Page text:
I think one reason many recent students have doubted the veracity of Gordon's later account has to do with the fact that although, according to Gordon's version, the two generals had a discussion, that Barlow makes no mention of this in his July 7 letter to his mother. To excerpt from this:
"A force came up against our front in line of battle with supports in the rear. We ought to have held the place easily, for I had my entire force at the very point where the attack was made. But the enemies skirmishers had hardly attacked us before my men began to run. No fight at all was made. Finding that they were going I started to get a head of them to try to rally them and form another line in the rear. Before I could turn my horse I was shot in the left side about half way between the arm pit and the head of the thigh bone. I dismounted and tried to walk off the field. Everybody was then running to the rear and the enemy were approaching rapidly. One man took hold of one shoulder and another of the other side to help me. One of them was soon shot and fell. I then got a spent ball in my back which has made quite a bruise. Soon I got too faint to go any further and lay down. I lay in the midst of the fire some five minutes as the enemy were firing at our running men. I did not expect to get out alive. A ball went through my hat as I lay on the ground and another just grazed the forefinger of my right hand."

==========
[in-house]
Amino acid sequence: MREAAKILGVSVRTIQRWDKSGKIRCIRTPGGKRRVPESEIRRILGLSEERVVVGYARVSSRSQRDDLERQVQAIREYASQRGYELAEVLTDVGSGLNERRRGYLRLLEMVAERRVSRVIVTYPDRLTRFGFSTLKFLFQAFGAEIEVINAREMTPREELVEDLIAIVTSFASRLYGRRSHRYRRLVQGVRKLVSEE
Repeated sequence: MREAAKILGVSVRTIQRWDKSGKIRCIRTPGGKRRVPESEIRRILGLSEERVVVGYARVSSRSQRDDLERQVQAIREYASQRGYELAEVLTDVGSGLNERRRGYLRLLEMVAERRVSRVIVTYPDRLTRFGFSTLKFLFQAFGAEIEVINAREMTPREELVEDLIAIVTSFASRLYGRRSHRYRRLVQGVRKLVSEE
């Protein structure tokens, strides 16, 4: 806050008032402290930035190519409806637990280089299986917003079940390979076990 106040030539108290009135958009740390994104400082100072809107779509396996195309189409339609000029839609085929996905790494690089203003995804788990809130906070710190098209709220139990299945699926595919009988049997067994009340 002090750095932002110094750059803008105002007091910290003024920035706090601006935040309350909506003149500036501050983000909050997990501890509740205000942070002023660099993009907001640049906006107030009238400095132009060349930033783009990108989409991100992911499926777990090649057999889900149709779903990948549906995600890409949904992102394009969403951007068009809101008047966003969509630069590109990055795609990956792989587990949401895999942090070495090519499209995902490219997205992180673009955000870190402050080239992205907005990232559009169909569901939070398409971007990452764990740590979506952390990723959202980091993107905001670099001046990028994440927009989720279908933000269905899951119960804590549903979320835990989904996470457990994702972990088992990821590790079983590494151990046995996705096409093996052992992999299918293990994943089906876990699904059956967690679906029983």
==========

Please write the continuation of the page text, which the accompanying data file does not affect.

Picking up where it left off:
Now the key part:
"Finally the enemy came up and were very kind, Major Pitzera, Staff officer of Gen. Early had me carried into the woods and placed on a bed of leaves. They put some water by me and then went on to the front again."
I think that many have concluded that since Barlow does not mention Gordon that the incident did not occur. I think that, just maybe, some brief exchange took place, as the presence of a fallen and possibly fatally wounded Federal general would have excited notice on Gordon's part, if he was passing by. However Gordon had a great deal to attend to, and I suspect that at the very least he "embellished" the exchange in later years.